By now, you’ve likely heard the very sad news that Oscar Taveras, a highly-touted prospect in the St. Louis Cardinals organization, was killed in a car accident in the Dominican Republic on Sunday. The 22-year-old was on my short list of potential Rookie of the Year candidates for the past couple of years, and it’s tragic and heartbreaking that something like this happened to him.
For some reason, as soon as I heard the news about Taveras, I started to think of former Indians prospect Juan Lara. He was in a terrible accident in the Dominican Republic in November of 2007 that essentially ended his baseball career; fortunately, despite the severity of his injuries, he managed to survive.
Lara was originally signed as an amateur free agent by the Indians in 1999, and the lefty worked primarily out of the bullpen. Lara was from a very poor family and his $10,000 signing bonus seemed almost like he’d hit the lottery. By 2006, his solid numbers at Double-A Akron and Triple-A Buffalo were rewarded with a trip to the majors before the end of the 2006 season, where he had a 1.80 ERA and a 1.00 in a limited number of innings. Even though Lara regressed a bit in 2007, he was still seen as a solid future option for the Indians in the bullpen.
When Lara first heard about the accident that killed promising Angels starter Nick Adenhart in April of 2009, he broke down in tears. That’s because his accident sounded eerily similar to what Lara experienced not even two years prior. The vehicle in which Adenhart was traveling was broadsided at an intersection by drunk driver that ran a red light. Adenhart had just completed his season debut on the mound a couple of hours earlier. Lara was traveling home from a Dominican League game when his SUV was broadsided in an intersection by a motorcycle traveling 130 mph. Even though Lara had the right of way, he never even saw the motorcycle coming; police later told him its headlight wouldn’t have been visible because it was doing a wheelie at 130 mph.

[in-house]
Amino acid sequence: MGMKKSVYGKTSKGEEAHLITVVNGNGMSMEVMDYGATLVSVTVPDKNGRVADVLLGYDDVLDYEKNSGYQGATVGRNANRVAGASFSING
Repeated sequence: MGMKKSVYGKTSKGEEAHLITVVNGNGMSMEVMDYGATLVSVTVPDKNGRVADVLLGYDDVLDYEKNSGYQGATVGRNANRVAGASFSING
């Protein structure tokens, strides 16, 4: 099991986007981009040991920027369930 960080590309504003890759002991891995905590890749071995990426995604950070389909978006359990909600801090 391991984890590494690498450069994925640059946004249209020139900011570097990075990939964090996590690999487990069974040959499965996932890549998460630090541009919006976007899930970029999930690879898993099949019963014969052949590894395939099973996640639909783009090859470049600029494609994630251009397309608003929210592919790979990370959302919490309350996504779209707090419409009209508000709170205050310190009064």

Even though Lara survived the horrific accident (the two men on the motorcycle were killed instantly) he was kept in a medically induced coma for weeks. He experienced brain trauma, a cervical spine fracture, broken ribs, a collapsed lung, a torn knee ligament, and nerve damage in his pitching arm. Lara had numerous surgeries following the accident, and was eventually transferred to a hospital in Cleveland once he was stabilized. He had screws inserted into his neck to stabilize his spine, and also had a plate and screws inserted into his pitching arm, and had to wear a removable halo to stabilize his neck for eight months. The 208 lb. Lara ended up losing 45 lbs. after the accident.
Despite all of this, Lara was able to report to spring training in 2009 to attempt a comeback. He hadn’t even really been able to pick up a baseball for almost a year after the accident. He threw 17 innings in the Arizona Rookie League in 2009 and did okay – a 4.24 ERA with 19 strikeouts. That is the last trace of Lara’s career. Even though the Indians did not keep him in their organization, they did keep him on a minor league deal throughout his recovery and covered his medical bills. Lara was scheduled to play winter ball in Venezuela after the 2009 season, but there’s no trace of him after that.
It’s kind of amazing when you think about it; to survive being hit by a motorcycle traveling 130 mph, and to fight back from such severe and debilitating injuries. Even though his promising career was cut short, Lara still managed to step foot onto a baseball field and pitch in game action following his accident. As a baseball fan, sometimes you forget the big picture – that players are human beings with friends and families and that the game isn’t nearly important as their health and happiness. Unfortunately, days like yesterday remind you of that fact.